• Provide equipment to support sensory differences such as a grab bag containing the ear defenders, fidget toys, dark glasses, a white board to facilitate communication, or a weighted lap-pad. Have this available to pupils at all times, including off site visits. If a pupil needs regular access to certain sensory regulating equipment, ensure this is with the pupil, and not tucked away in a drawer or cupboard.
  • Allow pupils to have access to cool water via a sports bottle, as this can be calming.
  • Incorporate special interests into lessons to increase participation and motivation. We have had much success over the years using book and film characters to facilitate maths and science.
  • For the child who finds it difficult to sit still, provide alternative seating, for example wobble cushions or stools to allow fidgety movement.
  • Keep language as simple and clear as possible. Be mindful of your tone of voice and clear who you are directing dialogue too. Support requests with appropriate visuals. Say what you mean and mean what you say. Ensure pupils have the individual processing time they require before being expected to respond.
  • Be mindful of tactile sensitivities. Allow pupils to transition between classes a few minutes earlier to avoid the corridor mayhem, and ensure they are allowed to stand at the front or back of any line-up activities to prevent unnecessary jostling. For those that seek tactile input, provide chewy items such as pencil toppers, rough Velcro dots stuck on a desk or ruler, or tactile fidget toys.
  • Visual stress and attention differences can be distracting and uncomfortable. Reduce the number of displays and the amount of clutter around the classroom. Provide see-through pencil cases to allow easy sight of contents. Never force or request eye contact, as this can be distressing and painful—we can all listen and process information while looking away. Buff-coloured paper and a grey rather than black font can reduce visual stress. Be mindful of your own clothing and jewellery.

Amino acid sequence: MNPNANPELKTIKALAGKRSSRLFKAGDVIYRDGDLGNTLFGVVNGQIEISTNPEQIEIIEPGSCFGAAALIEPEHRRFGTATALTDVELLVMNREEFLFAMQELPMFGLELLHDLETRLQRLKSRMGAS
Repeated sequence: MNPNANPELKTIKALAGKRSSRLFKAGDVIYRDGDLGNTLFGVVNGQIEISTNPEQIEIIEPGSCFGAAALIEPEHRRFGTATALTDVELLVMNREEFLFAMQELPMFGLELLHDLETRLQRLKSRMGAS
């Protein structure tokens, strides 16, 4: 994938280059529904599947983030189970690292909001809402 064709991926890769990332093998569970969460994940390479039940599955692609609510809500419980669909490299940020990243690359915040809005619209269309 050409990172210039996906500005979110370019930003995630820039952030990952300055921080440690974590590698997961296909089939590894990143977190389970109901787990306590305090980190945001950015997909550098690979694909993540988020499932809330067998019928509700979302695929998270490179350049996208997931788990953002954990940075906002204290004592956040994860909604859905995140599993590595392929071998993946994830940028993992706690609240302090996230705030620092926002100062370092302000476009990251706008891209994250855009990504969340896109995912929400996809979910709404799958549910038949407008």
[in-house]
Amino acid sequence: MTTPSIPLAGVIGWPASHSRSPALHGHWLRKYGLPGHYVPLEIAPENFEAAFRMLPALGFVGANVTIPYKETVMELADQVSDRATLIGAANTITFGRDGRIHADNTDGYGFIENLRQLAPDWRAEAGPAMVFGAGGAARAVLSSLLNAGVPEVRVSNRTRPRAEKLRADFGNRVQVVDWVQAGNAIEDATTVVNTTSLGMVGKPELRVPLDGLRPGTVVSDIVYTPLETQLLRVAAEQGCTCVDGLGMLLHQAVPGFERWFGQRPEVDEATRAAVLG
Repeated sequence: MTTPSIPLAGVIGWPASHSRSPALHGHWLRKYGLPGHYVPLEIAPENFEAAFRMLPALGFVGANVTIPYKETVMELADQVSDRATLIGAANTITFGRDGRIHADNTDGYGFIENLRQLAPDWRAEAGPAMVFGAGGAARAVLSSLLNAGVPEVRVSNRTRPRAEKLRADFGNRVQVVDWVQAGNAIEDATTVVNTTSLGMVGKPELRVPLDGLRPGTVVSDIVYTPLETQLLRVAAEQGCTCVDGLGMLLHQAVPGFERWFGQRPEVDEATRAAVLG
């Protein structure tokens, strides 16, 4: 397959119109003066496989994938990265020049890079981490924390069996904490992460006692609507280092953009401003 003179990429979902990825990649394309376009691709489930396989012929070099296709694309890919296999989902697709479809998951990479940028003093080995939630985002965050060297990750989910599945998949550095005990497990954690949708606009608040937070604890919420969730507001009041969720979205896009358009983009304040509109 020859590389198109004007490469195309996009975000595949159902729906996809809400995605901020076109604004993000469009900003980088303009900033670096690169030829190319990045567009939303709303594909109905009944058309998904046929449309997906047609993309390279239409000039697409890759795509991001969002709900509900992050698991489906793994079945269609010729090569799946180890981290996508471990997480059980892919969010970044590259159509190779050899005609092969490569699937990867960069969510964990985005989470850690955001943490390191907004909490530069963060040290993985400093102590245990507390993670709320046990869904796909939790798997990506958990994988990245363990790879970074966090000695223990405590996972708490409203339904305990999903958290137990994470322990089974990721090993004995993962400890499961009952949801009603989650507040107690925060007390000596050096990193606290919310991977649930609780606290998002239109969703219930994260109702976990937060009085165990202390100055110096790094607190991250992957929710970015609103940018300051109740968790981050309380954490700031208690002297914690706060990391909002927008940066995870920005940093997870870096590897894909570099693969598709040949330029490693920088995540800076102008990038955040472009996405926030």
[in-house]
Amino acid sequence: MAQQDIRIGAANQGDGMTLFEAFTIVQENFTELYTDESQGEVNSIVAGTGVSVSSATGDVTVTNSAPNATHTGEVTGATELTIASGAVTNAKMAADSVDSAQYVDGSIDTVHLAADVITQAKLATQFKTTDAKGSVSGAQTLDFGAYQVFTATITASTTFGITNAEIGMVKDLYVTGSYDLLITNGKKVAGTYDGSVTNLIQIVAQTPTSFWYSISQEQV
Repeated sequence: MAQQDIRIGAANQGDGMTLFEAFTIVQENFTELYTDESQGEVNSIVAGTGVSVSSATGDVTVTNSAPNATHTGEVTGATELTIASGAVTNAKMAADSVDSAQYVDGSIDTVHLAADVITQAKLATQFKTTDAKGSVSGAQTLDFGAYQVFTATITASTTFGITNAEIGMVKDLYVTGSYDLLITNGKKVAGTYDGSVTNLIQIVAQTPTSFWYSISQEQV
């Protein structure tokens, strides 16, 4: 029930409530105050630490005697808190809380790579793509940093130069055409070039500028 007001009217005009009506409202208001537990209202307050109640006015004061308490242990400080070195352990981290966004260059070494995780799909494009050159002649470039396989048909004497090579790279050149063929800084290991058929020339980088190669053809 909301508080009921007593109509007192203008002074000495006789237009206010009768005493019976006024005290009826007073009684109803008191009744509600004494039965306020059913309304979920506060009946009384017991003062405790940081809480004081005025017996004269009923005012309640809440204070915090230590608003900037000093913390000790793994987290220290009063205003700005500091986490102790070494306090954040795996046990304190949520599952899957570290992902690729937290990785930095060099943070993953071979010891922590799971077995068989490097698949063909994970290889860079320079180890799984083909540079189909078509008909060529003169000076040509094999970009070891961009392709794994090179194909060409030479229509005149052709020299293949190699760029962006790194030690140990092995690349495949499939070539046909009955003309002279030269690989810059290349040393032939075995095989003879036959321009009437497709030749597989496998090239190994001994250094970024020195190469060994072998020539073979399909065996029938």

• If a child is overwhelmed by the smell of the environment, offer a sweatband or tissue with a drop of their preferred (safe) essential oil for them to sniff. Allow alternatives to smelly school environments, such as eating lunch away from the dining hall and maybe using a staff toilet. Be mindful of your own perfume, aftershave or deodorant.
  • Placing felt pads under chair legs, and using carpets and waxed table cloths in class or in the dining hall can all reduce environmental noise.
  • Schedule regular sensory movement breaks during the day to reduce overload and to regulate arousal levels. Consider sensory circuits at the beginning and end of the day to assist regulation.
  • Homework can be particularly challenging for pupils who come home exhausted after managing their sensory, communication and interaction differences throughout the day. The energy used to cope throughout the day is far more than many other students, so there may be nothing left in the energy bank to manage homework. If homework is essential, ensure that the requirements are clear and structured. An email home with expectations may help parents navigate the requirements, and worksheets rather than free writing may be easier. The use of speech to text software may reduce demand once mastered.
Corinna Laurie
Author: Corinna Laurie

Corinna Laurie
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Corinna Laurie is Clinical Lead at NAS and Principal Occupational Therapist at Helen Allison School. She is the author of Sensory and Motor Strategies (3rd edition).